The lush, rolling hills of Western Mexico set the scene in Juan Pablo González’s Dos Estaciones, the director’s first foray into narrative filmmaking. More specifically, the rows of agave plants that speckle these highlands are what bring the film into sharp focus, as the succulent plant’s most prized byproduct—tequila, named after the town in Jalisco it was first distilled in—is the lifeblood of the film’s namesake, a tequila factory named Dos Estaciones. González takes his sweet time bringing characters and their motivations to the forefront, relishing in the details of the laborious process inherent to producing the coveted spirit coupled with the surrounding natural beauty of his home state. Having grown up in Atotonilco El Alto, Jalisco, across the street from a tequila factory owned by his grandfather, González imbues the film with intimate touches gleaned by a native to the state and its most lucrative industry—blending his sparse yet stirring narrative with the observational eye typical of his previous documentary work.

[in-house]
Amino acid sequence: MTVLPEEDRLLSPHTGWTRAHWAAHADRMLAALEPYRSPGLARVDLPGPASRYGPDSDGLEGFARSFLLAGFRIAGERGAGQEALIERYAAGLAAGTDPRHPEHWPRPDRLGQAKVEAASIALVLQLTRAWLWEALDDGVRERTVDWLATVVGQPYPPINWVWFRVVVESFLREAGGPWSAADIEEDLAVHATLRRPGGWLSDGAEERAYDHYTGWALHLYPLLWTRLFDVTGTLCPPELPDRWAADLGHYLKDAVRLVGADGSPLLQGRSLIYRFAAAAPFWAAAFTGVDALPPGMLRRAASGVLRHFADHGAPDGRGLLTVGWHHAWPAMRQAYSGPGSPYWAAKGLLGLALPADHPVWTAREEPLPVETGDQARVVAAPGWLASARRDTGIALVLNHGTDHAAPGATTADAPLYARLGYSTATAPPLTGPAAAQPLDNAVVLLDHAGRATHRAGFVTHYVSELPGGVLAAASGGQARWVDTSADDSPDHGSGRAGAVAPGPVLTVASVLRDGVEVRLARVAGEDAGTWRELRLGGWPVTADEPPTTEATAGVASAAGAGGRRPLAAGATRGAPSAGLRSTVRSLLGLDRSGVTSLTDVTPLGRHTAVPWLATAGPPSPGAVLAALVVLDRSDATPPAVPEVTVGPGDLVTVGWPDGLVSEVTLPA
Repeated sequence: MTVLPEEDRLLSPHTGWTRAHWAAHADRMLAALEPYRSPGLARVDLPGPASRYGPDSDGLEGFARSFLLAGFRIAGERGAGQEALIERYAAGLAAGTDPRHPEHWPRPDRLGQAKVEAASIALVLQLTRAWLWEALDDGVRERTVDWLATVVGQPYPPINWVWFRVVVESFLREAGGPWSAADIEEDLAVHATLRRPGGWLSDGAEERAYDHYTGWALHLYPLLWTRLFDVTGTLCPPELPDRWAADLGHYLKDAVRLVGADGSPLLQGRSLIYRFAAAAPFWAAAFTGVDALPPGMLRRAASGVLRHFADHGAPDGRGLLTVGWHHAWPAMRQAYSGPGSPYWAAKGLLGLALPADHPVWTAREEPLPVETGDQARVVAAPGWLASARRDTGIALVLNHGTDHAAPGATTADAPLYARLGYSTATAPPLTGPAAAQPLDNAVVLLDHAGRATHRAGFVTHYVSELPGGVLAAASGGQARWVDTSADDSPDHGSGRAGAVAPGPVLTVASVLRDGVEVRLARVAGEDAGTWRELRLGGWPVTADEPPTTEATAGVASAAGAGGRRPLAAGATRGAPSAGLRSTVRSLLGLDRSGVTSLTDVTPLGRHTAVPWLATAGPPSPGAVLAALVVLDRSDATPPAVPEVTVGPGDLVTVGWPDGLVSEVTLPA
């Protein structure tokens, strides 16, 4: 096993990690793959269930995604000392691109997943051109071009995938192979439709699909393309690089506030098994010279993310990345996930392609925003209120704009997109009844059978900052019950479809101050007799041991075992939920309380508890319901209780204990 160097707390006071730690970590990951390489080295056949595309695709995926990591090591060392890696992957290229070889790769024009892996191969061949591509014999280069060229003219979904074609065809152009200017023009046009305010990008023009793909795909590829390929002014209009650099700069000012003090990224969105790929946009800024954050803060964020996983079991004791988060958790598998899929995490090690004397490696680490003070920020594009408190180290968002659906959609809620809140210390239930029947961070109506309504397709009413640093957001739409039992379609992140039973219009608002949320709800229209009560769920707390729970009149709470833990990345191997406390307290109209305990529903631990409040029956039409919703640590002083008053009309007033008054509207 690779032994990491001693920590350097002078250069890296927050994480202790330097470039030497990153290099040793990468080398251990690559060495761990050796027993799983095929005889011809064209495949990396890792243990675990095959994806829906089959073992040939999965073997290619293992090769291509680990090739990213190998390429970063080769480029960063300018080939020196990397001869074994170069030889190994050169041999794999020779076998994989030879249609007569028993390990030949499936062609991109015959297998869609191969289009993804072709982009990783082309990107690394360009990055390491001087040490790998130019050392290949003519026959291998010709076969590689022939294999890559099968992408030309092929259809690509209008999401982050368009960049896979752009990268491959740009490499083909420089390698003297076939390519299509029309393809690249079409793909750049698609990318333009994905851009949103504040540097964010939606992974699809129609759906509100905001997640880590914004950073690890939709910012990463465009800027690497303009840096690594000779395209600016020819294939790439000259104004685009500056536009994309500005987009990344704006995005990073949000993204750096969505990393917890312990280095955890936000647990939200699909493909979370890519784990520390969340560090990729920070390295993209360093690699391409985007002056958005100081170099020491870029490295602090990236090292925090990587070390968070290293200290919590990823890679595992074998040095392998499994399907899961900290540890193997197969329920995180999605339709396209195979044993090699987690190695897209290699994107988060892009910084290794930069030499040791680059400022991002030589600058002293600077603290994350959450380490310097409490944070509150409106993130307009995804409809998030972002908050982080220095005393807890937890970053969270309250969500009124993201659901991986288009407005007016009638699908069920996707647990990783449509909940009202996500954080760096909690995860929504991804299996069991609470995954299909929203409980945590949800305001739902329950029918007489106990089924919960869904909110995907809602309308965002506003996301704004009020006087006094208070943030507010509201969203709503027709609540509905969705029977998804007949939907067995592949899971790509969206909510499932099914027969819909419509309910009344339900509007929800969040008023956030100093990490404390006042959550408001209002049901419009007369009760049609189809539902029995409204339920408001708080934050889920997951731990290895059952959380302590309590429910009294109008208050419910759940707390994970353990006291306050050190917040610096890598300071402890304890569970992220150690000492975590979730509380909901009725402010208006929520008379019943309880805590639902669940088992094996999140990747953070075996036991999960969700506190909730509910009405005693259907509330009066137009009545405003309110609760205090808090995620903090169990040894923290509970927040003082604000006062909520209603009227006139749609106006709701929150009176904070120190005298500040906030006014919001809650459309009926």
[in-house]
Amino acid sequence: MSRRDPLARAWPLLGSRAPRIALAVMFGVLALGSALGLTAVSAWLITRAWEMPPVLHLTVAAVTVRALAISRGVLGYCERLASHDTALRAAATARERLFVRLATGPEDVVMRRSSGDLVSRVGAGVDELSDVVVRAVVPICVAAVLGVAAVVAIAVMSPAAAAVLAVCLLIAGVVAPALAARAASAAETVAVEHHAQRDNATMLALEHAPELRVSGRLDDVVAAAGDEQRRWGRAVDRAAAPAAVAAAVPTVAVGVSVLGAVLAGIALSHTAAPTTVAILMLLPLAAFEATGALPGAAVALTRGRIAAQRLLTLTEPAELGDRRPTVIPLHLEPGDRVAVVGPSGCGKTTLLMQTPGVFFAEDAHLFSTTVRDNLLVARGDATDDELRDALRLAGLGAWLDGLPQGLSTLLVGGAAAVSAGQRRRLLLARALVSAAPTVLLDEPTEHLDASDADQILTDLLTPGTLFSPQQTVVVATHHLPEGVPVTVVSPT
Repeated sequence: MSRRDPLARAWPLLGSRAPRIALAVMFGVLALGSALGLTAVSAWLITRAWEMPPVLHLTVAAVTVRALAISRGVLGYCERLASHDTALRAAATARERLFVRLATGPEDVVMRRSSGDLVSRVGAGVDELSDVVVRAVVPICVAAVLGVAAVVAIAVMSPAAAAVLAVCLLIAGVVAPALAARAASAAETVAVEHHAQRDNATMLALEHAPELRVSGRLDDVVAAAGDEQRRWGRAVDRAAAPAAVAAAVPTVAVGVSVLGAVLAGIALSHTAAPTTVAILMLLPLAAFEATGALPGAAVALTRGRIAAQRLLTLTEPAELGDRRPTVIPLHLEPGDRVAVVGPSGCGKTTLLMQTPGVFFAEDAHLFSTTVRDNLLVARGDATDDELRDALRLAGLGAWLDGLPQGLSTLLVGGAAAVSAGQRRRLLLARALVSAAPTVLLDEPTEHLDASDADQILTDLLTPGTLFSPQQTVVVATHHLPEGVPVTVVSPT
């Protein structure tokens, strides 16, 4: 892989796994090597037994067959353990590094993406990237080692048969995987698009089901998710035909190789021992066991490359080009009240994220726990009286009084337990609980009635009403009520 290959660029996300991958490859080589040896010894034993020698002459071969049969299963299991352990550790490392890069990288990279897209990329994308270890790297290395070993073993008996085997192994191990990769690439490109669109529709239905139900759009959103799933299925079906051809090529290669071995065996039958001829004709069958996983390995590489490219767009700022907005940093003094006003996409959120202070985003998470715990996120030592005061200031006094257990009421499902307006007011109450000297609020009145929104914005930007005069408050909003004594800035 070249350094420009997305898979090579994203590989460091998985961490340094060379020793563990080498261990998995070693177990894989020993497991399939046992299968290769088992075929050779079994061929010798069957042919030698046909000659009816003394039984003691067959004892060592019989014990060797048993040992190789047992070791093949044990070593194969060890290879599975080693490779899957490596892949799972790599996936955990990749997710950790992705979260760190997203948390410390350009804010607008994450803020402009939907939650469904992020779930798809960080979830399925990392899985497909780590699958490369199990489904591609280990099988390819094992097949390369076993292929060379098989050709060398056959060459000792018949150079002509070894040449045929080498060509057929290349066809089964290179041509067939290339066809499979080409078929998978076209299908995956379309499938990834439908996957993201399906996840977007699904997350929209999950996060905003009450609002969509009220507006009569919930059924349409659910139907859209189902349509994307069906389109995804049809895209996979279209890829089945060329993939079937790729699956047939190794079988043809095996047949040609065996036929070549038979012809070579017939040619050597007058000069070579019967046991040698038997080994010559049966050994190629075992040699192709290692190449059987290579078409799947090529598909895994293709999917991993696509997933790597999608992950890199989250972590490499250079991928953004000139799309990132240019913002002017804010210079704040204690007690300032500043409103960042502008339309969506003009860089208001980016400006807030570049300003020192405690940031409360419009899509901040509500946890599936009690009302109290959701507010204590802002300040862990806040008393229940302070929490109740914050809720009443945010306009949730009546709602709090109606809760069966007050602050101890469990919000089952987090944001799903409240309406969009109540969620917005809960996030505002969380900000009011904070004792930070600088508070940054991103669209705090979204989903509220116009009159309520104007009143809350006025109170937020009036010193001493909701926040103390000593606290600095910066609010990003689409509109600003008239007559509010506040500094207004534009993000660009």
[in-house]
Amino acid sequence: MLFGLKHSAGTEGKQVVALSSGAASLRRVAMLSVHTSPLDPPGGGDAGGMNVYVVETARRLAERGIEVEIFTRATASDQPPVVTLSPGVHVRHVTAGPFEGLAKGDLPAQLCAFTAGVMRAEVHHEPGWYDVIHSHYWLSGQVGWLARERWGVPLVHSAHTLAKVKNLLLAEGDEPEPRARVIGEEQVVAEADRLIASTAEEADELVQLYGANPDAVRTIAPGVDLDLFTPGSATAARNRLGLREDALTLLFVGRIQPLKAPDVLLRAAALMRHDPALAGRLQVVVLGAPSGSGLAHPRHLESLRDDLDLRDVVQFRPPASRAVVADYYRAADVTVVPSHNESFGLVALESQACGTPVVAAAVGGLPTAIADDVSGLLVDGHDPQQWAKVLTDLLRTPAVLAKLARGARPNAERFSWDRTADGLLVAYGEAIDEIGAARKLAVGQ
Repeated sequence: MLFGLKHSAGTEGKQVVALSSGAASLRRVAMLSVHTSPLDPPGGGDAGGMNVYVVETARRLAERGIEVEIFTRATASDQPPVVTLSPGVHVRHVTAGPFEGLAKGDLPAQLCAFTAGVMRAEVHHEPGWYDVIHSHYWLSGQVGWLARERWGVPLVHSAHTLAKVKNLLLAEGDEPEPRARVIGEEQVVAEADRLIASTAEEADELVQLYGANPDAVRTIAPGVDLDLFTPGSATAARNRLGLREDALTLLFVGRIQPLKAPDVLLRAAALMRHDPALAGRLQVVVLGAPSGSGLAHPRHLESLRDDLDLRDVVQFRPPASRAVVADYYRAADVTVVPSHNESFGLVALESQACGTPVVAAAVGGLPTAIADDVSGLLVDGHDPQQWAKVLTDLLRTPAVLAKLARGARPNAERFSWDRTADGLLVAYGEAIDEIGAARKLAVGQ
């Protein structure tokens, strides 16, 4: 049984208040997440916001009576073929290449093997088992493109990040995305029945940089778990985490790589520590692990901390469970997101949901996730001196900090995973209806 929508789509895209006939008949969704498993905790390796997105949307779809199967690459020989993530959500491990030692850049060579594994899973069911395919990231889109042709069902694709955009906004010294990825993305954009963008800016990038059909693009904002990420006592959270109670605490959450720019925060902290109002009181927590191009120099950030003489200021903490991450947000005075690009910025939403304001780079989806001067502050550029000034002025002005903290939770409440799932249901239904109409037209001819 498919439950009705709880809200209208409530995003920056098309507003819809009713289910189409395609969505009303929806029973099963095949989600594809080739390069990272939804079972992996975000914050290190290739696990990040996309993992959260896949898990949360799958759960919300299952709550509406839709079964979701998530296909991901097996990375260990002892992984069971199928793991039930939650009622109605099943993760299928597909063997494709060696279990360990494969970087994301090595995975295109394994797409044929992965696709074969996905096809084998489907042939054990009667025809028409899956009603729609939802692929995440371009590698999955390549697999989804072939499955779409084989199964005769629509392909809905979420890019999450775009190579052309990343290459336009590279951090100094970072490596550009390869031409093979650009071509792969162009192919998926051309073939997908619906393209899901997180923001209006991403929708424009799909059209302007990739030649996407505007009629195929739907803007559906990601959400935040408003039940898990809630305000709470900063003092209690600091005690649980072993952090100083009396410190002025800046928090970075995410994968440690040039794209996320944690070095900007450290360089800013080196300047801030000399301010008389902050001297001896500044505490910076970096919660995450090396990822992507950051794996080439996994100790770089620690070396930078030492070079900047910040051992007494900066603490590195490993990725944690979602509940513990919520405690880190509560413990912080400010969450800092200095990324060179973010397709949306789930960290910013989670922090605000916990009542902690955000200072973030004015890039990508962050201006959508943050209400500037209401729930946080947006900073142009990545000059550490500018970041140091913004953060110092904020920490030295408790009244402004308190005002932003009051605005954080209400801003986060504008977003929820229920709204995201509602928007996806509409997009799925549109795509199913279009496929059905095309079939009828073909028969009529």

The director’s personal history is also evident in the setting of the titular tequila factory, which is actually owned by González’s extended family. However, for the purposes of Dos Estaciones, the factory’s owner is María García (a superb, shattering performance by Teresa Sánchez). She oversees everyone—from the fieldhands to the women who hand-affix stickers on each bottle—with a brusque directness, yet is clearly respected and admired by her workers despite her inability to promise paychecks on time. Gruff demeanor and dwindling finances notwithstanding, María is a beloved pillar of her community: she loans out her own equipment to workers, regularly supports other local businesses, and even attends the birthday parties of her employee’s kids. It’s at one such function that she meets Rafaela (Rafaela Fuentes), a young woman who’s new in town and in search of a new job. Ironically, she was recently laid off from her managerial position at a tequila factory (a profession Fuentes actually occupies), and María is immediately charmed. She hires Rafaela right away, hoping that she might quell her administrative woes so that she can concentrate on other setbacks—such as a plague decimating the agave crop and U.S. tequila ventures siphoning off precious resources and threatening to put her out of business.